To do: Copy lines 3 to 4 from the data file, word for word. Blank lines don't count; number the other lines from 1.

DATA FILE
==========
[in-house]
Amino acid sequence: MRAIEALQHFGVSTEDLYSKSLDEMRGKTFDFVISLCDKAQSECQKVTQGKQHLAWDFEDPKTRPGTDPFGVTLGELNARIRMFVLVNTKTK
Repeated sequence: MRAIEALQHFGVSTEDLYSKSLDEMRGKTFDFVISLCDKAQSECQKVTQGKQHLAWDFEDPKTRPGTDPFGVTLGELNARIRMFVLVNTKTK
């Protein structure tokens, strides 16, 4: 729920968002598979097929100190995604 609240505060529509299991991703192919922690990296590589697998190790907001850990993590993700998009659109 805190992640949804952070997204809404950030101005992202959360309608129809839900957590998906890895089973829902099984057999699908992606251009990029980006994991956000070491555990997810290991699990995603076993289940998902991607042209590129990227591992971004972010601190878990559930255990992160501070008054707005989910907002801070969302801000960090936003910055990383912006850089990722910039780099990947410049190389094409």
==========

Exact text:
Repeated sequence: MRAIEALQHFGVSTEDLYSKSLDEMRGKTFDFVISLCDKAQSECQKVTQGKQHLAWDFEDPKTRPGTDPFGVTLGELNARIRMFVLVNTKTK
């Protein structure tokens, strides 16, 4: 729920968002598979097929100190995604 609240505060529509299991991703192919922690990296590589697998190790907001850990993590993700998009659109 805190992640949804952070997204809404950030101005992202959360309608129809839900957590998906890895089973829902099984057999699908992606251009990029980006994991956000070491555990997810290991699990995603076993289940998902991607042209590129990227591992971004972010601190878990559930255990992160501070008054707005989910907002801070969302801000960090936003910055990383912006850089990722910039780099990947410049190389094409």